Overview of the Android SDK
- Know about the essential tools in the Android SDK
- Get familiar with Eclipse
- Create and start a virtual Android phone using the Emulator
- Contains tools and files necessary to build Android applications
- Possible to build applications with only the SDK and its command line tools
- Recommended to use an IDE (Integrated Development Environment) like Eclipse
- No installation, just unzip the files
- Many, if not all, tools require Java to run
Android SDK Manager
- Tool in the SDK to download and update parts of the SDK
- Menu command in Eclipse under Window menu
- Run "android sdk" from the command line inside the tools directory of the SDK
- On Windows, you can also start "SDK Manager.exe"
- Find and update any new versions
- Add specific versions of the Android platform
- Add tools and libraries not installed by default
Android Virtual Device Manager
- Tool in the SDK to create virtual devices and then launch them inside the Android Emulator
- Menu command in Eclipse under Window menu
- Run "android avd" from the command line inside the tools directory of the SDK
- On Windows, you can also start "AVD Manager.exe"
- Create new virtual devices
- Choose an Android version for the phone
- Choose an image (ARM or possibly x86 emulation)
- Choose memory and other hardware features (emulated)
- Start a virtual device in the Android Emulator
- Very close to a real device
- Slow to start. Ok to use (hopefully). Keep it opened.
- Specify "Hardware keyboard" to type using your computer keyboard
- Physical buttons on a physical device will be extra buttons in the Android Emulator window
- Can be scaled/resized when running on computers with smaller screens
- Each running emulator has a local tcp port number for control/communication
- adb is a command line tool to communicate with the emulator
- Multiple running emulators can "call" each other using the port number
- Open source IDE written in Java for developing all kinds of applications, not just Android apps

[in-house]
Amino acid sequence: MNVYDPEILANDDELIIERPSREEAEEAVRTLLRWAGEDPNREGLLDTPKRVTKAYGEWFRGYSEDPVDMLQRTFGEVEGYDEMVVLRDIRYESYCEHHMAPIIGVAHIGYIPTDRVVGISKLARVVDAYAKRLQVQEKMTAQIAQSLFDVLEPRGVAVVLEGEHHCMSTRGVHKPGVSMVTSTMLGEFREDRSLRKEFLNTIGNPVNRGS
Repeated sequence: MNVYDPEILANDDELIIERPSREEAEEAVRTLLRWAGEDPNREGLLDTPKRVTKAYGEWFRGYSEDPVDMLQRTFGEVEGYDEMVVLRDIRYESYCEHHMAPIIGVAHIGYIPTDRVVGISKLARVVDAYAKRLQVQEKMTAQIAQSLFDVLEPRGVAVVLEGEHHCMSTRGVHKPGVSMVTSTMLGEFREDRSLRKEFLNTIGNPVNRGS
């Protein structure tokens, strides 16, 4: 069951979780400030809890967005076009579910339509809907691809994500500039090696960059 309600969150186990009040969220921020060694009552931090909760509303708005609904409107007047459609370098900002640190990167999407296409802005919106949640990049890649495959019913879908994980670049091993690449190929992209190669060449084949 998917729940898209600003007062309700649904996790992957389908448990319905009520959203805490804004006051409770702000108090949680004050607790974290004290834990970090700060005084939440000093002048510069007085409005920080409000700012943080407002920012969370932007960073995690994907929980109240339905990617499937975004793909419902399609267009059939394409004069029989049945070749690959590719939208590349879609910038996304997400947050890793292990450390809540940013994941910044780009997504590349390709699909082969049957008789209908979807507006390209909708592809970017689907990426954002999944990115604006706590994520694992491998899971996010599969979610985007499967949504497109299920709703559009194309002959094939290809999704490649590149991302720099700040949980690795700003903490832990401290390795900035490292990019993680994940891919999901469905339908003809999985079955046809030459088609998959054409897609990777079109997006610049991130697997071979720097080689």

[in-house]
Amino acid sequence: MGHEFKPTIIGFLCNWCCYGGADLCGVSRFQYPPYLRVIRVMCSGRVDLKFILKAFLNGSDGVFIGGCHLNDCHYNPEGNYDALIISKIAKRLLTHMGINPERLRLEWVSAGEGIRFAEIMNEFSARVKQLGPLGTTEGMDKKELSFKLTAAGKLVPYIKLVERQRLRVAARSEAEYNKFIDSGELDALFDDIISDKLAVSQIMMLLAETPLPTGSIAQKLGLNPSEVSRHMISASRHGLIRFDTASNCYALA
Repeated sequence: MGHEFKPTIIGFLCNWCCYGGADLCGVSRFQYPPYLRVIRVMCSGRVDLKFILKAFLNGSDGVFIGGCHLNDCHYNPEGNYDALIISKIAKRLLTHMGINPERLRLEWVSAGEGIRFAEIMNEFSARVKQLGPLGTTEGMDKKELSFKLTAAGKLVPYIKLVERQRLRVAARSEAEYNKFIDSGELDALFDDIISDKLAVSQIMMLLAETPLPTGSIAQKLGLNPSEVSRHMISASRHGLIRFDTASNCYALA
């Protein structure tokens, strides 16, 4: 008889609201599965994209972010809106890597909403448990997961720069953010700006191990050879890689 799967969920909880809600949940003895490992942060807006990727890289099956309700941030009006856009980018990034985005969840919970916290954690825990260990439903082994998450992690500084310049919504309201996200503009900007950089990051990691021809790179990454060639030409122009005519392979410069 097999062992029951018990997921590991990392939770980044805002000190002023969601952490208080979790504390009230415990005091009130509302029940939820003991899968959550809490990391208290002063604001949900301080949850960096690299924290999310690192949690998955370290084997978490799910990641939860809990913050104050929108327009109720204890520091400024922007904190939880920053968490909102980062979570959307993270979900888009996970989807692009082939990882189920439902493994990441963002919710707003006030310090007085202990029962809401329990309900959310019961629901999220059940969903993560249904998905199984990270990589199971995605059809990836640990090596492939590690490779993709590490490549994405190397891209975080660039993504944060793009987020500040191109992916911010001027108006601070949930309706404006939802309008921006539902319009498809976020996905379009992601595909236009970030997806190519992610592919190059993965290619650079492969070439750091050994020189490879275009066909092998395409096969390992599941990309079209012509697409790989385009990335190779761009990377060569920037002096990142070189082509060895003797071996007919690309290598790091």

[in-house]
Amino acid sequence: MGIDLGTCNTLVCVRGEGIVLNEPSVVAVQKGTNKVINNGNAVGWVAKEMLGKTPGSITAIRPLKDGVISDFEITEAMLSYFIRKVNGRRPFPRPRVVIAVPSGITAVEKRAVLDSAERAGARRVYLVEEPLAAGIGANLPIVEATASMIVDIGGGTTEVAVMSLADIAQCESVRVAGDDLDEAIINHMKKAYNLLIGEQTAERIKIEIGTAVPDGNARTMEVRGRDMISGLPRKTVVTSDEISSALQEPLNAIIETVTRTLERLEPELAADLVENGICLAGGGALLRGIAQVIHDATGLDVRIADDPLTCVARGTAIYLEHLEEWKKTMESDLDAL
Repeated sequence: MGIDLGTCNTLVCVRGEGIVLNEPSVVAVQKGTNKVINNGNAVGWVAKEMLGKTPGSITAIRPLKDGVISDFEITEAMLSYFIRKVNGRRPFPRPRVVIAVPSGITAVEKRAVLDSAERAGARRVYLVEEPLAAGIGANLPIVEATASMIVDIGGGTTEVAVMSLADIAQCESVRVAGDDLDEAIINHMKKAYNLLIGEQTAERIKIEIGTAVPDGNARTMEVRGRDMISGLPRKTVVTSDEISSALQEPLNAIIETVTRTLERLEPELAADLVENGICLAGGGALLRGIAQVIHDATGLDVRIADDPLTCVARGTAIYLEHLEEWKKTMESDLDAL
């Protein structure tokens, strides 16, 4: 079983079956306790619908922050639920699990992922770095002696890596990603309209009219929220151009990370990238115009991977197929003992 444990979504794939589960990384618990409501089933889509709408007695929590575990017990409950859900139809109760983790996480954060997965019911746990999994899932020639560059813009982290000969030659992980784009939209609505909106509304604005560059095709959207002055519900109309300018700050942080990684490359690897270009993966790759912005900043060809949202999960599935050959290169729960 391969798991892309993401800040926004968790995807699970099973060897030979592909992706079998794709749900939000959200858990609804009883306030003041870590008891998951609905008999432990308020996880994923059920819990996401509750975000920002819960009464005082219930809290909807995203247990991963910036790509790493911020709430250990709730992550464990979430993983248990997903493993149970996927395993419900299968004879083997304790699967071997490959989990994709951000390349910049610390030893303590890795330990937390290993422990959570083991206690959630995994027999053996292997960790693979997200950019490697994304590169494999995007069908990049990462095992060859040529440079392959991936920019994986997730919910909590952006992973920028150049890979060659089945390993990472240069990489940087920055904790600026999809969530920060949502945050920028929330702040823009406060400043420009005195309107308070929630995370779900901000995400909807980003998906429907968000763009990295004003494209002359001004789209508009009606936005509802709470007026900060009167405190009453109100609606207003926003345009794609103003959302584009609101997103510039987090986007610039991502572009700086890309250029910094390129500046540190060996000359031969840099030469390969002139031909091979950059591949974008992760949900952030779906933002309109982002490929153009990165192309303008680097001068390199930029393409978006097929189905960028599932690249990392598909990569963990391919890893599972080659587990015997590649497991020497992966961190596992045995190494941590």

- Download from http://eclipse.org
- Different downloads just differs in what default plugins are included. Use "for Java development" when building Android applications, or download the package from the Android site since it nowadays also includes Eclipse (but maybe not the latest version).
- Eclipse is very customizable and competent with a lot of features you might find in other IDEs like Microsoft Visual Studio. It does depend a lot of local settings and files created during its use that may be corrupted or introduce errors in the environment. Restart Eclipse or even remove the .metadata folder in your Workspace to "reset" the environment if strange errors occur.
Android Plugin for Eclipse
- The ADT (Android Developer Tools) for Eclipse are essential to develop Android apps inside Eclipse
- Included and installed when downloading the Android SDK
- Manual install
- If you want the latest version of Eclipse, first download and run Eclipse
- Choose "Help, Install New Software"
- Click Add button to add a new plugin listing (called Repository)
- Set name to whatever you like, for instance "Android"
- Set url to http://dl-ssl.google.com/android/eclipse/
- Click Ok, and then select the Developer Tools with a checkbox and continue with Next until Finish
Tell Eclipse where Android SDK is
- After installing the Android Plugin (ADT), restart Eclipse
- Tell Eclipse where the Android SDK is on disk
- Eclipse will ask for this location when restarting the first time after the ADT has been installed
- Can also be set/changed inside Eclipse
- Choose "Window, Preferences, Android" and specify "SDK Location"
- The list below "SDK Location" in this dialog box should contain all downloaded Android versions
- This setting is stored as part of your Workspace, so changing to an empty Workspace means this might need to be specified again.
- A folder on disk that contains multiple projects in separate subfolders and has a ".metadata" folder where Eclipse-settings are stored and remembered between Eclipse sessions.
- Project / Package
- A package in Java is a collection of one or more classes with the same package name (the name that looks like a reversed domain name). Usually the same as a project, even though a project can also link to other packages/libraries.
- The contents of the Eclipse window. Different perspectives are optimized for different stages during development like a "Java" perspective while writing code and a "Debug" perspective when running and finding bugs.
- Part of a perspective, a visual rectangular area/panel in the perspective. Can be organized next to each other or as tabs on top of each other in single area
Eclipse keyboard shortcuts while editing code
- Quick fix. Display menu with options to fix/add/change problems in the code.
- Show list of possible choices at current position in the code. Like Intellisense in Microsoft Visual Studio.
- Navigate inside of current file. Show list of class members (functions). Move with arrows and go to selected member with Enter.
- Navigate between opened files. Show list of all opened files (windows). Move with arrows and show selected file with Enter.
- Close the current file/window.
Building and running in Eclipse
- Eclipse is set to build automatically while you are writing code
- Any build errors are shown continuously in the "Problems" view